March 15, 2010
Thanks, Agatha, for a link to Miss Manners and her ideas about rejecting a potential suitor. It's one of the hardest things to do, isn't it? And I think it's something that can create unnecessary drama for women. Goodness, I have a lot to say about it, but I'll keep it concise.
There is no easy way to tell someone that you don't have any romantic interest in him or that you don't share his intentions in your interactions. I've been on both the receiving and the rejecting end for about 9 years now, and I don't think the process of rejection gets any easier with time. Sure, it varies in difficulty depending upon your interest, how well you know someone, what his pursuit has entailed, etc. But there is just no clean and tidy way to say, "Well, I don't like you that way."
In my experience, the worst kind of rejection (at least from the P.O.V. of the receiving end) is the "fade away": a slow and seldom lack of communication from the man. Time gets longer between each contact from him, and you eventually realize that you have been initiating the communication while he merely responds. It takes a few weeks before you realize that he is not interested...perhaps this is your naivete or denial, but regardless, it's a prolonged agony and period of uncertainty that could have been considerably shaved down if he were a bit clearer.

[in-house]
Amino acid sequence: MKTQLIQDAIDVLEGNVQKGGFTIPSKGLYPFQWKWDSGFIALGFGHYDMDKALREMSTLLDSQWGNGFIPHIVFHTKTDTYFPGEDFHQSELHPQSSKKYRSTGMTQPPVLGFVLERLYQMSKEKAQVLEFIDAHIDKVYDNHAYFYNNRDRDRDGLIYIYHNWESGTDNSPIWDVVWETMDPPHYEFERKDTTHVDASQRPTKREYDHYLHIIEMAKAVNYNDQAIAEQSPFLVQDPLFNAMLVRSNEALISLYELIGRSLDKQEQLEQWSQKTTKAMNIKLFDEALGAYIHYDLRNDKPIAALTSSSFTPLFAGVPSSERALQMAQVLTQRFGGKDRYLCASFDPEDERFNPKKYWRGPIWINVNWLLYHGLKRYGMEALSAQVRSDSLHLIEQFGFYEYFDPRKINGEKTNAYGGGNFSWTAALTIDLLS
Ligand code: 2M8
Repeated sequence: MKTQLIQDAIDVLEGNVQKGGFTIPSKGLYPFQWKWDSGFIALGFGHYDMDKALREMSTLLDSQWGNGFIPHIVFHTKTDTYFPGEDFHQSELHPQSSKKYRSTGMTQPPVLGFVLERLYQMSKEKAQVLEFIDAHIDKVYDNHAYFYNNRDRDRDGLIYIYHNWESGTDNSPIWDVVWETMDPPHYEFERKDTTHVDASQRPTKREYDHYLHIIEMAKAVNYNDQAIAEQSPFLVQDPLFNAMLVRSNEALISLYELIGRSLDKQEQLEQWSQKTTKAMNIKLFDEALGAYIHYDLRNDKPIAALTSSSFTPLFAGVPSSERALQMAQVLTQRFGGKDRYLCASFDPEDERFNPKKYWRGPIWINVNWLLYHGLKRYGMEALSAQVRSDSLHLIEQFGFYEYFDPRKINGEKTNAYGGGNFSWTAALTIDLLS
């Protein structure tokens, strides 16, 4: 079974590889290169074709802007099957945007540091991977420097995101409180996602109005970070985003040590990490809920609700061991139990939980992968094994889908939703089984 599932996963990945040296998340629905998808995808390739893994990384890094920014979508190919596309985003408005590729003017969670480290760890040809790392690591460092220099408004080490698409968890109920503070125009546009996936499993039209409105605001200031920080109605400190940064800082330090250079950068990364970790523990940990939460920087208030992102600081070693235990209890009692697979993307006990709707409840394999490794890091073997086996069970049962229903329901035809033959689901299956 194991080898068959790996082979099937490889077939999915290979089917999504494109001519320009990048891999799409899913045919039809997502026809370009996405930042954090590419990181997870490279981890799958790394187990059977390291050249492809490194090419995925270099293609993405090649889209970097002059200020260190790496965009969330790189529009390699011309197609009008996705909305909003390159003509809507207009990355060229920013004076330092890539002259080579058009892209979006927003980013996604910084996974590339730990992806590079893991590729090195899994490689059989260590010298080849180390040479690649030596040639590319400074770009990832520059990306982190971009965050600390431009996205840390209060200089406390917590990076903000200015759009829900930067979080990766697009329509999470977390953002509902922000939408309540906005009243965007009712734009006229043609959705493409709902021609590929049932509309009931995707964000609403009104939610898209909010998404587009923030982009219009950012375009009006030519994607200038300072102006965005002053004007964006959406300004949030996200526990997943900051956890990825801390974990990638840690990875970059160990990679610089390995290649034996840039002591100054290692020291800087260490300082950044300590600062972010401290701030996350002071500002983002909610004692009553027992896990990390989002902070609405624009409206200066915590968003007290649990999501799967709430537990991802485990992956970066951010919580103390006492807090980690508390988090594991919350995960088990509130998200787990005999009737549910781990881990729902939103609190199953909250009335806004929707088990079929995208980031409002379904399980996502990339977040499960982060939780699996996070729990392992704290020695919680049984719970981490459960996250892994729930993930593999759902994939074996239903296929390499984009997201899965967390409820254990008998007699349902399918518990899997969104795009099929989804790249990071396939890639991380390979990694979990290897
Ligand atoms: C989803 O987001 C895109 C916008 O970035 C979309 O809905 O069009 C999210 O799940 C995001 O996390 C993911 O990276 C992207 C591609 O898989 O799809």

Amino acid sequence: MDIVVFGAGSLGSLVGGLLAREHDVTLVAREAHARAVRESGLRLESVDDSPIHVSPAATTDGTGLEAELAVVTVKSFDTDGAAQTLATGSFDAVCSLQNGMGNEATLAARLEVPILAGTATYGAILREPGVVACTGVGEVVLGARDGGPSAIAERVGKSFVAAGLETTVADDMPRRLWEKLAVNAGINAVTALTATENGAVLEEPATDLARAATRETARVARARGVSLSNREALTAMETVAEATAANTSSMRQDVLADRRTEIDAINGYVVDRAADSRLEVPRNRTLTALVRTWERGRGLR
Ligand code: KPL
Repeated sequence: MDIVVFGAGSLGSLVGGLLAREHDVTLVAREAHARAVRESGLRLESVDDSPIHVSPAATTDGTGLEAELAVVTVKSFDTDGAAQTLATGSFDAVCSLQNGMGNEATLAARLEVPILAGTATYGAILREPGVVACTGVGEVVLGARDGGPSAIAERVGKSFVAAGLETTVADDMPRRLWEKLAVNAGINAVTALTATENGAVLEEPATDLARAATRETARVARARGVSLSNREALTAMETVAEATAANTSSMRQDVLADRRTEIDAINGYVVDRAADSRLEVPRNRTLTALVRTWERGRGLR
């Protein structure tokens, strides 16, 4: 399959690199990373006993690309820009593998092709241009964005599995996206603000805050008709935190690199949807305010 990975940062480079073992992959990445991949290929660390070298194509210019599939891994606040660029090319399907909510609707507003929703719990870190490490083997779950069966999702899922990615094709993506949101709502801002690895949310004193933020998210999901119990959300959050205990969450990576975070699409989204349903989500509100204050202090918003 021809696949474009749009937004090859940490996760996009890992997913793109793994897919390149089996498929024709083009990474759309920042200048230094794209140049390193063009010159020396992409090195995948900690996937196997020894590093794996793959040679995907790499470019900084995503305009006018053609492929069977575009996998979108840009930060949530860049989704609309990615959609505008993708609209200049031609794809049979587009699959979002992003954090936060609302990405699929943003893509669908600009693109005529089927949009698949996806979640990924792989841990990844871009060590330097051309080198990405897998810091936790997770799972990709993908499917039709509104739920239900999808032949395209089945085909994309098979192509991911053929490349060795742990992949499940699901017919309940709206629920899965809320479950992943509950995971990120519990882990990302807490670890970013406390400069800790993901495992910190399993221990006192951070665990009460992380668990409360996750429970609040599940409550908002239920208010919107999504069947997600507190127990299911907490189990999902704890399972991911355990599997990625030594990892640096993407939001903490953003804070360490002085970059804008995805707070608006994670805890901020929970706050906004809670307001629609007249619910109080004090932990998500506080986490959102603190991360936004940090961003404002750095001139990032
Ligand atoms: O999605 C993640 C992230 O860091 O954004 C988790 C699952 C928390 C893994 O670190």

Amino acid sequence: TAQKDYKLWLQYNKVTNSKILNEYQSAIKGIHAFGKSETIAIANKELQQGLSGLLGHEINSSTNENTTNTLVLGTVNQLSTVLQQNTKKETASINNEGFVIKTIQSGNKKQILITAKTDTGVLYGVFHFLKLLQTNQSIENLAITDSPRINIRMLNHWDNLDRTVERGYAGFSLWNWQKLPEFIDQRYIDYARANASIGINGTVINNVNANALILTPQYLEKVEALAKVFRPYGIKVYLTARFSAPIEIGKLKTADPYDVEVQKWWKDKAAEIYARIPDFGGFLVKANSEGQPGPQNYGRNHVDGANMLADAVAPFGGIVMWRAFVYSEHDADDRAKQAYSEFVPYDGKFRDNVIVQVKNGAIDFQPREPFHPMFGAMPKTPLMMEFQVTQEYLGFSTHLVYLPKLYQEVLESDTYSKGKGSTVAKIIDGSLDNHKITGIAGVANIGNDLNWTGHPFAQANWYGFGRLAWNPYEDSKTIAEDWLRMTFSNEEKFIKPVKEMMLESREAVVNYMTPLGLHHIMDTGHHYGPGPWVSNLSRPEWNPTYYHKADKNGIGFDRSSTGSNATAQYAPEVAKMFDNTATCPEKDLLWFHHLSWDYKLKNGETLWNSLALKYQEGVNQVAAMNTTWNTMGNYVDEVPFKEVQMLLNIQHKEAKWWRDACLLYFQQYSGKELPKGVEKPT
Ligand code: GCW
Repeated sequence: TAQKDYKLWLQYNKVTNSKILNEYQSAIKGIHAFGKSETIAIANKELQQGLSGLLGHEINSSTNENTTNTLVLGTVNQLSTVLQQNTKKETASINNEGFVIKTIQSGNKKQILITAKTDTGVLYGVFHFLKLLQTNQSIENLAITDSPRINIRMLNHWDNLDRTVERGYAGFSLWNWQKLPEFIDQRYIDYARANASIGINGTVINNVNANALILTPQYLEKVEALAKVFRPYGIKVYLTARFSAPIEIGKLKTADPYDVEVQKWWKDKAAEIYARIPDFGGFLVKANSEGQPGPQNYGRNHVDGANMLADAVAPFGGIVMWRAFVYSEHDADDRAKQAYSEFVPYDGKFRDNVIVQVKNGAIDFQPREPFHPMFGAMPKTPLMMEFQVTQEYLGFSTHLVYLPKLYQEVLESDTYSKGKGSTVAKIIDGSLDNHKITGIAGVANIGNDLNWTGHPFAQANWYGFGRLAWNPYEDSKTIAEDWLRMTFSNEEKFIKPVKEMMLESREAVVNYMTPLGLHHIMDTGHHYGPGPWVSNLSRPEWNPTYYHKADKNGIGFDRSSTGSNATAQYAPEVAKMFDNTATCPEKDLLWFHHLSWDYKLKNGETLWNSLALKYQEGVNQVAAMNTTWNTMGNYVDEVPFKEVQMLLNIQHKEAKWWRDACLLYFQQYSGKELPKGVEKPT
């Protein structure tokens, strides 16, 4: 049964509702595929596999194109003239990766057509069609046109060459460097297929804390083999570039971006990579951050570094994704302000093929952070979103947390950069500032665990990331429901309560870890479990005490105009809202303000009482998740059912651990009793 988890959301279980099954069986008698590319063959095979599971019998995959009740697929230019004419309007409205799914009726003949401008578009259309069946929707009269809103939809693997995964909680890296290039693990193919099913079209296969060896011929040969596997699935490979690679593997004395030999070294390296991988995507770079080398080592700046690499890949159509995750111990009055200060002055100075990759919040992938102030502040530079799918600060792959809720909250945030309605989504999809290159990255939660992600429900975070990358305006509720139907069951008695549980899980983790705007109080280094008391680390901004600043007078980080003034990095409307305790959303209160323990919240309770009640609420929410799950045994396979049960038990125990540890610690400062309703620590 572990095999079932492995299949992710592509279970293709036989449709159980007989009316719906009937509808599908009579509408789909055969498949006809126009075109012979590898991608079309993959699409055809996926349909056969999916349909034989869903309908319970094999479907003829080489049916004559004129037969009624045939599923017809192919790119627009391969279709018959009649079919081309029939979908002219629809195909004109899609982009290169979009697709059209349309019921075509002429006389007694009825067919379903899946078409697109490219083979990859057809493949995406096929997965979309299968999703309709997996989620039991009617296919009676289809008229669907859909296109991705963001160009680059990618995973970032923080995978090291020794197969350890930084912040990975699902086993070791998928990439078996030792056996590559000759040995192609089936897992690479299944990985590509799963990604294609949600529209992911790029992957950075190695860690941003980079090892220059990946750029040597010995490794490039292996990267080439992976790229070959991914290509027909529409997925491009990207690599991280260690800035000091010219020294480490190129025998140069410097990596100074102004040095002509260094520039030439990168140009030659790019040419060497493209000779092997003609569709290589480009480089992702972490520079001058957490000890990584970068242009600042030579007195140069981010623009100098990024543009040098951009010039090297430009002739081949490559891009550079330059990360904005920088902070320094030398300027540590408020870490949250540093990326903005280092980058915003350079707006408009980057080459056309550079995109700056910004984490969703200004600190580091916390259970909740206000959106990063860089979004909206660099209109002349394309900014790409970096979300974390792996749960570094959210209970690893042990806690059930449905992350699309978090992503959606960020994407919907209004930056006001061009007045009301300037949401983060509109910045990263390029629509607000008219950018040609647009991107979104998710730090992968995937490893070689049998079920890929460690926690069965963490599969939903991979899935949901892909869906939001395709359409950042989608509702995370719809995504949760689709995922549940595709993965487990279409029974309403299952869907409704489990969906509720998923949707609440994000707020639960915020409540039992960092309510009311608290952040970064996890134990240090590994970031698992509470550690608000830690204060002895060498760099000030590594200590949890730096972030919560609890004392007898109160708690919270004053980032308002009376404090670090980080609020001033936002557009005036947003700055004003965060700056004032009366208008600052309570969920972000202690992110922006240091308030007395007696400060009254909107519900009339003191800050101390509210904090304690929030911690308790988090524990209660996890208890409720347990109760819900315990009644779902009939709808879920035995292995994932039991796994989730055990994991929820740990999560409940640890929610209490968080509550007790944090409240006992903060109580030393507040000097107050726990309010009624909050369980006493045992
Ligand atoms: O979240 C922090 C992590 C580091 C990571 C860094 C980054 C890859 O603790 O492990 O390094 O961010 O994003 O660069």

That being said, I am guilty of the "fade away," and it is something that I have been conscientiously trying to stop doing. If a man's intentions are very clear, or even kind of clear, I have resolved to be very honest with him, in as gentle a way possible. It's hard to do without feeling guilty, but I do think we women owe men an honest response to their courage in pursuing someone. We save them time, uncertainty, and money. Now, I think the forum for honesty will depend upon whether your contact has been on the phone, face-t0-face, or through email, but the message of appreciation for their pursuit but honesty in one's feelings has to be clear. I think every women can pull this off with grace and charm (and with the help of a little prayer before doing the deed).
My dear, dear brother, once put it this way to me: "You'll know who you want to wind up with when neither of you would ever think of rejecting the other person." He's oftentimes too practical and very candid, but I think he's right.